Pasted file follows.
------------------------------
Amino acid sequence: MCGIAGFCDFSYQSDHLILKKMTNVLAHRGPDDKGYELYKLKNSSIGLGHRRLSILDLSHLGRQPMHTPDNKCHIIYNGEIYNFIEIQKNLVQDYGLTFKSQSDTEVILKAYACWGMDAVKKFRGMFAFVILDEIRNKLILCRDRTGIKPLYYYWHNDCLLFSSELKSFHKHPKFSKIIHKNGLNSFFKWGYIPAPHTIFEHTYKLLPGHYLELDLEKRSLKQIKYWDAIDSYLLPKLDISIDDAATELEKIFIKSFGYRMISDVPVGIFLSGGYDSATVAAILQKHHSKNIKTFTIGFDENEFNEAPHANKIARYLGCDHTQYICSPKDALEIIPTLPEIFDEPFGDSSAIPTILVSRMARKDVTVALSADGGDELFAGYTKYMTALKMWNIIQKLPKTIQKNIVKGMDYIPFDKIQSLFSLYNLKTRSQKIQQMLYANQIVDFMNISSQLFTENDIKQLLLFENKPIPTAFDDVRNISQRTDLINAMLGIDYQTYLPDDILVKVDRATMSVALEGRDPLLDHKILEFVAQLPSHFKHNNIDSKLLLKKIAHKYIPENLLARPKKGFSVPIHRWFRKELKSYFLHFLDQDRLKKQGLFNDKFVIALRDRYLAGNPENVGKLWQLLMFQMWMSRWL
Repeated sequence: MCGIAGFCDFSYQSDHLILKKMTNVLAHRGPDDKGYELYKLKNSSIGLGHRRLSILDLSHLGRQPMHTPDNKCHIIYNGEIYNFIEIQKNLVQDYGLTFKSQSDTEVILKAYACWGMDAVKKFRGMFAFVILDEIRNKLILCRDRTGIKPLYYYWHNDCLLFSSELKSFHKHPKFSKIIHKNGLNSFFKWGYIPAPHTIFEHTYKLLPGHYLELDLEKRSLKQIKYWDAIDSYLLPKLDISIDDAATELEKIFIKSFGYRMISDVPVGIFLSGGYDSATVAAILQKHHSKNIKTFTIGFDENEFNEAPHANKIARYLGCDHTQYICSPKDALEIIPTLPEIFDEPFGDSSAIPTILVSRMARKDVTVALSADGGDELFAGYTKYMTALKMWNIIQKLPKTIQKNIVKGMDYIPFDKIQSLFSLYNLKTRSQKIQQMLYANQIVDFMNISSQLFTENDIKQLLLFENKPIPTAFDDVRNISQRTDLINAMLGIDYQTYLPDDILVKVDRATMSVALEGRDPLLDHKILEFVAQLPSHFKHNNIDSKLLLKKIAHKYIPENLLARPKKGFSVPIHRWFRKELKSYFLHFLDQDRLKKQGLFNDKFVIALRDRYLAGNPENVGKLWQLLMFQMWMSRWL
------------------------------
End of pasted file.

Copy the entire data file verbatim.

Amino acid sequence: MCGIAGFCDFSYQSDHLILKKMTNVLAHRGPDDKGYELYKLKNSSIGLGHRRLSILDLSHLGRQPMHTPDNKCHIIYNGEIYNFIEIQKNLVQDYGLTFKSQSDTEVILKAYACWGMDAVKKFRGMFAFVILDEIRNKLILCRDRTGIKPLYYYWHNDCLLFSSELKSFHKHPKFSKIIHKNGLNSFFKWGYIPAPHTIFEHTYKLLPGHYLELDLEKRSLKQIKYWDAIDSYLLPKLDISIDDAATELEKIFIKSFGYRMISDVPVGIFLSGGYDSATVAAILQKHHSKNIKTFTIGFDENEFNEAPHANKIARYLGCDHTQYICSPKDALEIIPTLPEIFDEPFGDSSAIPTILVSRMARKDVTVALSADGGDELFAGYTKYMTALKMWNIIQKLPKTIQKNIVKGMDYIPFDKIQSLFSLYNLKTRSQKIQQMLYANQIVDFMNISSQLFTENDIKQLLLFENKPIPTAFDDVRNISQRTDLINAMLGIDYQTYLPDDILVKVDRATMSVALEGRDPLLDHKILEFVAQLPSHFKHNNIDSKLLLKKIAHKYIPENLLARPKKGFSVPIHRWFRKELKSYFLHFLDQDRLKKQGLFNDKFVIALRDRYLAGNPENVGKLWQLLMFQMWMSRWL
Repeated sequence: MCGIAGFCDFSYQSDHLILKKMTNVLAHRGPDDKGYELYKLKNSSIGLGHRRLSILDLSHLGRQPMHTPDNKCHIIYNGEIYNFIEIQKNLVQDYGLTFKSQSDTEVILKAYACWGMDAVKKFRGMFAFVILDEIRNKLILCRDRTGIKPLYYYWHNDCLLFSSELKSFHKHPKFSKIIHKNGLNSFFKWGYIPAPHTIFEHTYKLLPGHYLELDLEKRSLKQIKYWDAIDSYLLPKLDISIDDAATELEKIFIKSFGYRMISDVPVGIFLSGGYDSATVAAILQKHHSKNIKTFTIGFDENEFNEAPHANKIARYLGCDHTQYICSPKDALEIIPTLPEIFDEPFGDSSAIPTILVSRMARKDVTVALSADGGDELFAGYTKYMTALKMWNIIQKLPKTIQKNIVKGMDYIPFDKIQSLFSLYNLKTRSQKIQQMLYANQIVDFMNISSQLFTENDIKQLLLFENKPIPTAFDDVRNISQRTDLINAMLGIDYQTYLPDDILVKVDRATMSVALEGRDPLLDHKILEFVAQLPSHFKHNNIDSKLLLKKIAHKYIPENLLARPKKGFSVPIHRWFRKELKSYFLHFLDQDRLKKQGLFNDKFVIALRDRYLAGNPENVGKLWQLLMFQMWMSRWL